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Insects in Amber pose a few problems for geochronology

26 October 2010

Again, at www.livescience.com/animals/Insects-in-Amber-Reveal-Ancient-Tropical-Forest … in this instance, amber found in India. The cache of insects is said to indicate India was not isolated for millions of years out of reach of the rest of the world. The orthodox theory is that continental drift proceeds at a very slow rate and therefore when India broke away from Africa, as long ago as 150 million years, it was adrift in what is now the Indian Ocean for the following 100 million years, gradually moving towards Asia – which it finally struck but still tried to keep on going, buckling what is now the Himalaya Mountains.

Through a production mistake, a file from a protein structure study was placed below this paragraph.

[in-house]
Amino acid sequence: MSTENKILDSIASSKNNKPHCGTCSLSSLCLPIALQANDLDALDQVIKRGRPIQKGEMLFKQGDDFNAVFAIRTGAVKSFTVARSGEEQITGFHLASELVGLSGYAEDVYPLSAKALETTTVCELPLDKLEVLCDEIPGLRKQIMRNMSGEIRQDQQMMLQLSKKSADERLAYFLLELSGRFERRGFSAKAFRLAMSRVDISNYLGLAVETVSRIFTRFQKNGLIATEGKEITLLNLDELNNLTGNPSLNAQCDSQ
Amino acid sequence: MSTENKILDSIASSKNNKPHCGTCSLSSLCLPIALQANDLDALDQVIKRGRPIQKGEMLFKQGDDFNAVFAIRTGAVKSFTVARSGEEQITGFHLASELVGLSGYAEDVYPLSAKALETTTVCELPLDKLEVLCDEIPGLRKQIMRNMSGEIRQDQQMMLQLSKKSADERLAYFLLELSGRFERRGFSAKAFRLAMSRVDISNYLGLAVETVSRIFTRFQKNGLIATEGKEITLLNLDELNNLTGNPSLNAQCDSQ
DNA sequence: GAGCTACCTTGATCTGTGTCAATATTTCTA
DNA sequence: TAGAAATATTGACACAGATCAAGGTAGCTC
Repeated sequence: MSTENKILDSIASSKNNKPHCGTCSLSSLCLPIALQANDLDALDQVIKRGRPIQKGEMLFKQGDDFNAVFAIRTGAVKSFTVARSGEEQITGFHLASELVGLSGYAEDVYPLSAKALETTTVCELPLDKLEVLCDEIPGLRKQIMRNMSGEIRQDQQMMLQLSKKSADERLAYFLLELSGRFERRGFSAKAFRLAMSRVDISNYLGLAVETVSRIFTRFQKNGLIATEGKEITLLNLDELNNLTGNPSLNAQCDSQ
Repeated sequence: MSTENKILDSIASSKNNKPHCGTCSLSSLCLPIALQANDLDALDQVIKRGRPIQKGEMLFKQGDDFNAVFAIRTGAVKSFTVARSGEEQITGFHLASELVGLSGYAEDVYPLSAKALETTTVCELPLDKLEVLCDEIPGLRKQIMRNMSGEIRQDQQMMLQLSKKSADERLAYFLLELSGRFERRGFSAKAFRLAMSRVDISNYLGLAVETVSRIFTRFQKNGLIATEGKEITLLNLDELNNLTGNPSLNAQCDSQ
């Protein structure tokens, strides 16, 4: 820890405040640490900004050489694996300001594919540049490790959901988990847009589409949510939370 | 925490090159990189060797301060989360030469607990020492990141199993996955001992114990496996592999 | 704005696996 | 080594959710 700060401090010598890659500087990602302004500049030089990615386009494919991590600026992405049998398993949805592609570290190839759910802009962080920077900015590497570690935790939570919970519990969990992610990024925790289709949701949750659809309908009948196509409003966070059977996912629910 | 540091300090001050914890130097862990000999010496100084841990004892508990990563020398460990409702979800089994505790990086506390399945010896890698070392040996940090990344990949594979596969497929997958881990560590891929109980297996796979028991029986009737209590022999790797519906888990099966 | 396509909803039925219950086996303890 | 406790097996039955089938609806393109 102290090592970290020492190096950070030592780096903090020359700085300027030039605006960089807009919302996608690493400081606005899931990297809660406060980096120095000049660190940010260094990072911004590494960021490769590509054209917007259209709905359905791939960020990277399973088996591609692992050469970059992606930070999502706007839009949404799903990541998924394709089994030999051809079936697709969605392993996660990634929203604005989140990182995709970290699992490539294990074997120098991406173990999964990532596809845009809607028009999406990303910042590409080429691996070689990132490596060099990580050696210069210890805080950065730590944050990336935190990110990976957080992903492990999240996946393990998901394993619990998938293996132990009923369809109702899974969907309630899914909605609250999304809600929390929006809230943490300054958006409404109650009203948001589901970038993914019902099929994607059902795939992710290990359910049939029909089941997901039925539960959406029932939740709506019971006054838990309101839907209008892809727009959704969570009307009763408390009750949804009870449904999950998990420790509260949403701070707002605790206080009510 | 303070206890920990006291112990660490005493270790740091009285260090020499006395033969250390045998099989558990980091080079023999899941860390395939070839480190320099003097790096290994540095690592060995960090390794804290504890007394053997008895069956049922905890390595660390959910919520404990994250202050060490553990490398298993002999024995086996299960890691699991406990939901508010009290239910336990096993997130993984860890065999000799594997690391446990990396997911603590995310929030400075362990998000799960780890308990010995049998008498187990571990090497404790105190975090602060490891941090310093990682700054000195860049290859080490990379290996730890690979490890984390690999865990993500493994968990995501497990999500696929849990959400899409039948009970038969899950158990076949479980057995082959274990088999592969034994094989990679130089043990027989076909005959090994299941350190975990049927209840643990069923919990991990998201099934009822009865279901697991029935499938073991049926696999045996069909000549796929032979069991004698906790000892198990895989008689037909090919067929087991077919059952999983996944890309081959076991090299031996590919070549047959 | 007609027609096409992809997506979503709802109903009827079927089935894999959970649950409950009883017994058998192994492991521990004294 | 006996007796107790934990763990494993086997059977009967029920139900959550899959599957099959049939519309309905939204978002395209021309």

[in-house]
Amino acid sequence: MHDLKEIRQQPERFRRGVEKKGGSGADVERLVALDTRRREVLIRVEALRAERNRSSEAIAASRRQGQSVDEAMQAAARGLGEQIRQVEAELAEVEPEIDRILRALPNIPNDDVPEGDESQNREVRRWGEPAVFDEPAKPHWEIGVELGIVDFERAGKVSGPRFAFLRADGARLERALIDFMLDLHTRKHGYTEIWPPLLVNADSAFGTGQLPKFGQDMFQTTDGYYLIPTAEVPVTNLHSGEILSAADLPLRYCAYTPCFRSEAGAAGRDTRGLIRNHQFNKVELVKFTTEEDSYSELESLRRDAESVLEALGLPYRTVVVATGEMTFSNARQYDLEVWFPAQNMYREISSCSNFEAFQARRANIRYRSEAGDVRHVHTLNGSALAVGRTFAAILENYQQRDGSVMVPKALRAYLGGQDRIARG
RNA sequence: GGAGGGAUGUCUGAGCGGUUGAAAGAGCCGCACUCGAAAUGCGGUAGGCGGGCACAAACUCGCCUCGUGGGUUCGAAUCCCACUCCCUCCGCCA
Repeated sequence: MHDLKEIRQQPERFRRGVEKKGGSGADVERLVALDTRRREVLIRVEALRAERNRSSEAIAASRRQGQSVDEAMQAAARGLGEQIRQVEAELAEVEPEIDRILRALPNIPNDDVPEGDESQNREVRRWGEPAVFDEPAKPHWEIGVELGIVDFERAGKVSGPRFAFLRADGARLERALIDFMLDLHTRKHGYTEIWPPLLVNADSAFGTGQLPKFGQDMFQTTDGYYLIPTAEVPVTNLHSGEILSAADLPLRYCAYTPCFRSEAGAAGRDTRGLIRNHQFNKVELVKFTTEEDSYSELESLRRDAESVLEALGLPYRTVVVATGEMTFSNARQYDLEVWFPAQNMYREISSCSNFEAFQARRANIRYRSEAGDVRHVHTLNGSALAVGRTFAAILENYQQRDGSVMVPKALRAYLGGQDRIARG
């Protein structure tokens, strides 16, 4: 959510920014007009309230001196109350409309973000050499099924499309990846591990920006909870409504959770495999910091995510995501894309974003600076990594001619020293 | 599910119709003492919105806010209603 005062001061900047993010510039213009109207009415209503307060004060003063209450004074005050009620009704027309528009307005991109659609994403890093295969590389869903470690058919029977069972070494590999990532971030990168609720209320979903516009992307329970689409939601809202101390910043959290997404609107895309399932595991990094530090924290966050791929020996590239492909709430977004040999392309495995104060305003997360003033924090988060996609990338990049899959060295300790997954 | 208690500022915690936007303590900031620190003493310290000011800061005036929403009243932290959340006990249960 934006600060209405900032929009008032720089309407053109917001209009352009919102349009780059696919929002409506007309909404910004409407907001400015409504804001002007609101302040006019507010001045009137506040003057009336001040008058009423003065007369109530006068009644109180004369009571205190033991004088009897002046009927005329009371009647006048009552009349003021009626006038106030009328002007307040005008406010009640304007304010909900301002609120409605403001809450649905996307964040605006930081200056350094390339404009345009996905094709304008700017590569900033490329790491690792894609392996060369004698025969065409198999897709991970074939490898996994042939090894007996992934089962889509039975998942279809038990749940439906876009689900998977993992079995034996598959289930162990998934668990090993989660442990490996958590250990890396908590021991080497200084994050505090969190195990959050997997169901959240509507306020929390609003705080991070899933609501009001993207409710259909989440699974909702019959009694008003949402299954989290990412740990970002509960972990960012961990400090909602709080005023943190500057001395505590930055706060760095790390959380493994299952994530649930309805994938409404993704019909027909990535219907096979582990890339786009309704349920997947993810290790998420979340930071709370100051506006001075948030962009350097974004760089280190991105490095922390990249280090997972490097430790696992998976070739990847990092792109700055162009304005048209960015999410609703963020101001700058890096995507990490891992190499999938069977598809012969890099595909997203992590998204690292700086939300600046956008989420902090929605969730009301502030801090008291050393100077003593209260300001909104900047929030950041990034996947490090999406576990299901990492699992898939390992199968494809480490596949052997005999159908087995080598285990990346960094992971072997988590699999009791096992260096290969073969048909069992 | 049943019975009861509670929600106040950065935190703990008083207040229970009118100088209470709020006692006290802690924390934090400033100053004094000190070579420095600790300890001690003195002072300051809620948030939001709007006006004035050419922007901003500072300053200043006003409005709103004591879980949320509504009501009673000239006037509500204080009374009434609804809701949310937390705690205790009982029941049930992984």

The amber at the root of the problem was brought to the surface as a result of open pit mining and scientists have gathered in a scramble to find new life forms – or evolution in action. The fossil rich amber is one of the things that has interested them as theory demands that unique species evolved over the 100 million years in isolation – but they don’t exist and have never existed. The insects and spiders are exactly the same species as were living in Asia, Europe and Australia at the time – so there is actually no evidence of a protracted phase of isolation – as it stands at the moment. Does this mean plate tectonics is wrong? … or does it mean science will have to re-evaluate how fast continental drift occurs? Does it mean that it might take place rapidly, for example, and what level of plate movement was there when the Chicxulub crater was formed and the Deccan traps erupted, around 63 million years ago?

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